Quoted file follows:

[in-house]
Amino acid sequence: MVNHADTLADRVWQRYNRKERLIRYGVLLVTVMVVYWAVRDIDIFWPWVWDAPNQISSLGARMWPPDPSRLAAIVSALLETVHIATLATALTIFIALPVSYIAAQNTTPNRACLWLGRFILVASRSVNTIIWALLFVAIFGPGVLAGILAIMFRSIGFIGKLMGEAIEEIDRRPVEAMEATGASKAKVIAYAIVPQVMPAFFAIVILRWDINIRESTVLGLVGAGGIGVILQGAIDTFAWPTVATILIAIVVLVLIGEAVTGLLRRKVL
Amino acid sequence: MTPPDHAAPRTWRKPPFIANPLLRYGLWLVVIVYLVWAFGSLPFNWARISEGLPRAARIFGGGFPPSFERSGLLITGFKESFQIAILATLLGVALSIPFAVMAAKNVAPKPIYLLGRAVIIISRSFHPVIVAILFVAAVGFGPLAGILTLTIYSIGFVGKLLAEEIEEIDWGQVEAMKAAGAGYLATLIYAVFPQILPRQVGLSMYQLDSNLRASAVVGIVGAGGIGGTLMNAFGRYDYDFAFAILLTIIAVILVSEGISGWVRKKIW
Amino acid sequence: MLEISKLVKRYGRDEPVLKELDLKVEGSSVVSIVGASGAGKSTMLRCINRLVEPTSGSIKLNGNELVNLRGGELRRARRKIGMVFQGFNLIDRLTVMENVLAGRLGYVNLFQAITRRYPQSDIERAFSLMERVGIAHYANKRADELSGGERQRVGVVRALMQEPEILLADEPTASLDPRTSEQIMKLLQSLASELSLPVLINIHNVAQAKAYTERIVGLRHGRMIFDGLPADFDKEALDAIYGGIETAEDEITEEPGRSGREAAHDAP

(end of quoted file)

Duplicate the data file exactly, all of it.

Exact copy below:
[in-house]
Amino acid sequence: MVNHADTLADRVWQRYNRKERLIRYGVLLVTVMVVYWAVRDIDIFWPWVWDAPNQISSLGARMWPPDPSRLAAIVSALLETVHIATLATALTIFIALPVSYIAAQNTTPNRACLWLGRFILVASRSVNTIIWALLFVAIFGPGVLAGILAIMFRSIGFIGKLMGEAIEEIDRRPVEAMEATGASKAKVIAYAIVPQVMPAFFAIVILRWDINIRESTVLGLVGAGGIGVILQGAIDTFAWPTVATILIAIVVLVLIGEAVTGLLRRKVL
Amino acid sequence: MTPPDHAAPRTWRKPPFIANPLLRYGLWLVVIVYLVWAFGSLPFNWARISEGLPRAARIFGGGFPPSFERSGLLITGFKESFQIAILATLLGVALSIPFAVMAAKNVAPKPIYLLGRAVIIISRSFHPVIVAILFVAAVGFGPLAGILTLTIYSIGFVGKLLAEEIEEIDWGQVEAMKAAGAGYLATLIYAVFPQILPRQVGLSMYQLDSNLRASAVVGIVGAGGIGGTLMNAFGRYDYDFAFAILLTIIAVILVSEGISGWVRKKIW
Amino acid sequence: MLEISKLVKRYGRDEPVLKELDLKVEGSSVVSIVGASGAGKSTMLRCINRLVEPTSGSIKLNGNELVNLRGGELRRARRKIGMVFQGFNLIDRLTVMENVLAGRLGYVNLFQAITRRYPQSDIERAFSLMERVGIAHYANKRADELSGGERQRVGVVRALMQEPEILLADEPTASLDPRTSEQIMKLLQSLASELSLPVLINIHNVAQAKAYTERIVGLRHGRMIFDGLPADFDKEALDAIYGGIETAEDEITEEPGRSGREAAHDAP